Trumpeter Swan Project

Trumpeter Swans are one of our region’s most iconic birds and embody the extraordinary landscape we call home. Trumpeters are the largest waterfowl species native to North America, and in addition to being visually magnificent, they exhibit highly cognizant behavior, strong family bonds, and can to live up to 25 years old in the wild. In the Greater Yellowstone region, Trumpeters can be seen and heard near ponds, rivers, and streams year-round.

Once abundant throughout North America, Trumpeter Swans were hunted heavily for their hides and feathers from the 17th through 19th centuries. By the early 1900’s, Trumpeter Swans were thought to be extinct. In 1932, 69 Trumpeters found at Red Rock Lakes, Montana were thought to be the last remaining Trumpeter Swans in existence. Thanks to swift conservation efforts, Trumpeter populations have risen to stable numbers throughout most of their range.

Trumpeter Swans continue to face a number of threats. In Teton Valley and across the globe, many wetlands have been drained or filled, negatively impacting countless wildlife species, including Trumpeters. In addition, declining beaver populations throughout the Greater Yellowstone region have furthered wetland resource losses. Currently, the Greater Yellowstone Trumpeter Swan nesting population is struggling due to lack of habitat. Biologists are seeing fewer nesting trumpeter swan pairs in our region, and even fewer successful nests.

Teton Regional Land Trust has worked with families and other conservation groups over the past 25 years to conserve over 33,000 acres in East Idaho, including 11,000 acres in Teton Valley. The successes of our wetland protection and restoration program, combined with Teton Basin’s strategic location, have created a unique opportunity to reestablish Trumpeter Swan nesting in Teton Valley, and enhance Trumpeter nesting throughout the Greater Yellowstone region.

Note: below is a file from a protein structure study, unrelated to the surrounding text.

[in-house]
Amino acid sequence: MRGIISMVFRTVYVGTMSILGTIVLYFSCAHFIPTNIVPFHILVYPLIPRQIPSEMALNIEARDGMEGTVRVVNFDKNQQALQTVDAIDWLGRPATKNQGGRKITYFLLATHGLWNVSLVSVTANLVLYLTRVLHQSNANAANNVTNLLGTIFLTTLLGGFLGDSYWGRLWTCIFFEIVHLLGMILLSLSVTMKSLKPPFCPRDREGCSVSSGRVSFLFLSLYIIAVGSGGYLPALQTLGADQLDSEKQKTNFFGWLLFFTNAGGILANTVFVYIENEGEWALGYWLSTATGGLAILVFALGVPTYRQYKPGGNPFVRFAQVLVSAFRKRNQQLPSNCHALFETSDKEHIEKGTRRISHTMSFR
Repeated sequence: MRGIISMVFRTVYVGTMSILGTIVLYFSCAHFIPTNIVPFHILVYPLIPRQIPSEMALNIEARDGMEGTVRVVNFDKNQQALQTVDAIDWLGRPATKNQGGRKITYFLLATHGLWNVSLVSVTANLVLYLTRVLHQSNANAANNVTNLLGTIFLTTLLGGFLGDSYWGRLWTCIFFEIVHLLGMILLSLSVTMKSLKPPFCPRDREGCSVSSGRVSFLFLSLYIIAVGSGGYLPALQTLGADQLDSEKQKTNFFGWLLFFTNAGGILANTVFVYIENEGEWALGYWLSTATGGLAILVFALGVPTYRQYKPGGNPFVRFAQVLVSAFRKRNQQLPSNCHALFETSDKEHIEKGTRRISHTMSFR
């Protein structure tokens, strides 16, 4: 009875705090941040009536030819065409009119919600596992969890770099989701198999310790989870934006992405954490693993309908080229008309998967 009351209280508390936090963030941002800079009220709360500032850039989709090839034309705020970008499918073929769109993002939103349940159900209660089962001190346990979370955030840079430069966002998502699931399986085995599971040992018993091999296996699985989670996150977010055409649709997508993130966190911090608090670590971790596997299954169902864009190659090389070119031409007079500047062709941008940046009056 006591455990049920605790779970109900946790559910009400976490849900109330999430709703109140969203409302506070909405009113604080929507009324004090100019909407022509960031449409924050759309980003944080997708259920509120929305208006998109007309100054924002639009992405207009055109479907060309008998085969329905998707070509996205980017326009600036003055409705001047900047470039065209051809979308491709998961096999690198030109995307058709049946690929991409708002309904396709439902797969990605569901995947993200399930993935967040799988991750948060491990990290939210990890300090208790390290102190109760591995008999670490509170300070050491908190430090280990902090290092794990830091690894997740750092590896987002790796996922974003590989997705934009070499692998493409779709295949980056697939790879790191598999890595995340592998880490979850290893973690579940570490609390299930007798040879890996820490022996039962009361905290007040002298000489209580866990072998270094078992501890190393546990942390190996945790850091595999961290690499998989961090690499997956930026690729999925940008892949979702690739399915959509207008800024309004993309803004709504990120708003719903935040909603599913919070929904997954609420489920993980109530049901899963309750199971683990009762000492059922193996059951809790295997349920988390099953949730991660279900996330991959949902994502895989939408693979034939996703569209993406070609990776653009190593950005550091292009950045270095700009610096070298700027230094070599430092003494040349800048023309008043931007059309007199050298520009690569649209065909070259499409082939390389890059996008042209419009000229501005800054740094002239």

In 2013, TRLT teamed up with the Idaho Department of Fish and Game, Wyoming Wetlands Society, the US Fish and Wildlife Service, the Trumpeter Swan Society, and a local family to release Trumpeter Swans onto a protected wetland in an attempt to establish a nesting population in Teton Valley.

On May 6th, TRLT and partners will be continuing this exciting endeavor by releasing 5 yearling Trumpeter Swans in Teton Valley. Please join in on the excitement by clicking here to view our released Trumpeter Swans on our Web Camera before they migrate! The 2016 released Trumpeters will be wearing green neck collars with white lettering, so please help us on our look out! We have a Trumpeter Swan Observation Form here, and we encourage all to use it to help keep us informed of any Trumpeter Swan sightings.

If you want to support the continuation of this project, please consider giving on Thursday May, 5th through Idaho Gives! Visit Join us at MarCellar’s Wine and Brew, 431 Park Avenue in Idaho Falls from 5:30-8 pm on Thursday, May 5th to celebrate.

TRLT’s mission is to conserve working farms and ranches, critical fish and wildlife habitat, and scenic landscapes in Eastern Idaho for present and future generations. Always feel free to stop by our office at 1520 S. 500 W. in Driggs and open 9-5 weekdays, or give us a call at 208-354-8939 for more information on the Trumpeter Swan reintroduction, conservation efforts, volunteer opportunities, programs, events and more.